a pump. The solid which is formed under these conditions reaches constant weight and is evidently anhydrous since a small sample of the salt was found to decompose at 180' in accordance with the earlier observations of Lawson and C01lie.~ Equivalent quantities of tetramethylammonium fluoride and triphenylboronammine are introduced into alcohol, in which both are soluble, and the solution is refluxed for several hours during which time ammonia is evolved and crystals are formed. After cooling, the crystals are separated from the supernatant liquid and recrystallized from alcohol; melting point 175-177". The compound was analyzed for boron by the method of Booth.' The sample was warmed with a few cubic centimeters of concentrated sulfuric acid in a distilling flask. Thereafter, approximately 50 cc. of carefully dried methyl alcohol was added and the mixture was warmed for a few minutes to permit the reaction between the alcohol and the boric acid to complete itself. Thereafter, successive fractions of about 10 cc. of the methyl alcohol were distilled through a fractionating column into a suitable receiver until no further boron was carried over. Two or three fractions were generally sufficient. The boron was determined after hydrolysis of the methyl borate by titration with sodium hydroxide in the presence of mannitol. Sample, 0.2192, 0.1870; cc. 0.04413 N sodium hydroxide, 14.86, 12.62; % B found, 3.237, 3.222; calcd. for C22H2,BNF,3.229. The fluorine content of the compound was determined by the method of Allen and Furman6 in which triphenyltin chloride is used as the precipitant. In order t o break the fluorine-boron linkage, the compound was first hydrolyzed with sodium hydroxide solution, in which process it dissolved completely. However, when the solution was neutralized with hydrochloric acid, a precipitate appeared which was removed by filtration. The neutralized solution was then treated with triphenyltin chloride according to the directions of Allen and Furman. Sample, 0.3144, 0.3037; triphenyltin fluoride, 0.3445, 0.3398; % F found, 5.645, 5.764; calcd. for C ~ Z H Z ~ B N 5.671. F, Tetrabutylammonium Triphenylborofluoride, ( CPH& NF~B(C&s)~.-Tetrabutylammonium fluoride was prepared from tetrabutylammonium iodide in the same manner as was tetramethylammonium fluoride from the corresponding bromide. The anhydrous salt, together with triphenylboronammine, was dissolved in alcohol where reaction took place readily with the formation of crystals of the desired compound. After separating, these were recrystallized from ethyl alcohol and were found to melt at 161-162 '. The compound was found to be stable in air. Analyses were carried out as in the case of the tetramethylammonium compound. B : sample, 0.1932,0.2101; ' B found, cc. 0.04413 N sodium hydroxide, 8.68, 9.76; % (3) Lawson and Collie, J . Chem. SOL, 68, 627 (1888). (4) R. B. Booth, Thesis, Brown University, 1934. ( 5 ) Allen and Furman, THISJOURNAL, 64, 4425 (1932).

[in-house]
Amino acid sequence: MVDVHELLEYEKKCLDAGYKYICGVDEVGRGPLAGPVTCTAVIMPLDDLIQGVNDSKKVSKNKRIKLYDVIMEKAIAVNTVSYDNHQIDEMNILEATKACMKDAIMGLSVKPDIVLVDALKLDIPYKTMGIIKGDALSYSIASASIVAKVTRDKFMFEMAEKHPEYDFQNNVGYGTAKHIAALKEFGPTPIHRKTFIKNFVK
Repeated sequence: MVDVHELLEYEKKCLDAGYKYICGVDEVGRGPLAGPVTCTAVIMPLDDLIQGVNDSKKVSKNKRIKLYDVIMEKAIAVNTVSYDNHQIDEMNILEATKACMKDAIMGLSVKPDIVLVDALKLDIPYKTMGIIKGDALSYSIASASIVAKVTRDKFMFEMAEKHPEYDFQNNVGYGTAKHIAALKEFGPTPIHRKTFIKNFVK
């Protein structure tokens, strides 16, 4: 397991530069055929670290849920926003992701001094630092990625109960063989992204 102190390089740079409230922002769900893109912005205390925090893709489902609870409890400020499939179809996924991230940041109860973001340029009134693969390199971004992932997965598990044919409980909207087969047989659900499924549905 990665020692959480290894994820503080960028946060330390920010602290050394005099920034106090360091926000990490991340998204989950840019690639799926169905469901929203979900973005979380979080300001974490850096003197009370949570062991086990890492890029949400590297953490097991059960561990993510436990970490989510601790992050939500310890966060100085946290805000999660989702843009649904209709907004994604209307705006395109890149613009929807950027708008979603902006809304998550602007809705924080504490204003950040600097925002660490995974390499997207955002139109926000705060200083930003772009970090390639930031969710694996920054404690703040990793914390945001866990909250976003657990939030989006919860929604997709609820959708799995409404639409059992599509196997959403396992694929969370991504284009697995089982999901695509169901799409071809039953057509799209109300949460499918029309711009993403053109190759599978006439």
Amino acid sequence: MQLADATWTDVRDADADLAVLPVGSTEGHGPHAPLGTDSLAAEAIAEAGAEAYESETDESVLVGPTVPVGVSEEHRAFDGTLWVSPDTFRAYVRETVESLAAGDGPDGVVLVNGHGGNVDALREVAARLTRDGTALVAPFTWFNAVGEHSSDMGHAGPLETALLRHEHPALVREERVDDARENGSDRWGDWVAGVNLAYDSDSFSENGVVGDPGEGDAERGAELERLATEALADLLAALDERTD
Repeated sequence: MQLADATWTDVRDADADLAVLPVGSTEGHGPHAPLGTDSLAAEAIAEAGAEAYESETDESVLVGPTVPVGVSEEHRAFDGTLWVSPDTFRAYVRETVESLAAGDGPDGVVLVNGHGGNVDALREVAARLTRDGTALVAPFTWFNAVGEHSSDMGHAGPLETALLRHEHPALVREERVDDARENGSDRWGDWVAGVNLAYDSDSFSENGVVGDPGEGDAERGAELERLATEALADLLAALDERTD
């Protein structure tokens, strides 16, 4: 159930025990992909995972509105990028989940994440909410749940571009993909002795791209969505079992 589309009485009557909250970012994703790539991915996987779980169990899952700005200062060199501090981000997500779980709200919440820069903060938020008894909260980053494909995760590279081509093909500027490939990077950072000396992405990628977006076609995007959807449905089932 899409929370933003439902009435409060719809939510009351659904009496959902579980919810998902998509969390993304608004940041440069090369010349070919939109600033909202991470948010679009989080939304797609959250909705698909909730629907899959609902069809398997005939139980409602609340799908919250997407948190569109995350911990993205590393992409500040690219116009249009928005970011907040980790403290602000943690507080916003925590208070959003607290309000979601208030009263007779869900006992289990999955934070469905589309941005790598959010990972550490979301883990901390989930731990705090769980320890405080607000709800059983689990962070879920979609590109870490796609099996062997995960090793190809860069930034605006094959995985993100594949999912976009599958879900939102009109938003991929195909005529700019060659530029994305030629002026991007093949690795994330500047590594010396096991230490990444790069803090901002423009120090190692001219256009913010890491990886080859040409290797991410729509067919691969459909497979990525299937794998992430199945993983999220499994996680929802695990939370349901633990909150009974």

D. L ~ G FOWLER B AND CHARLES A. KRAUS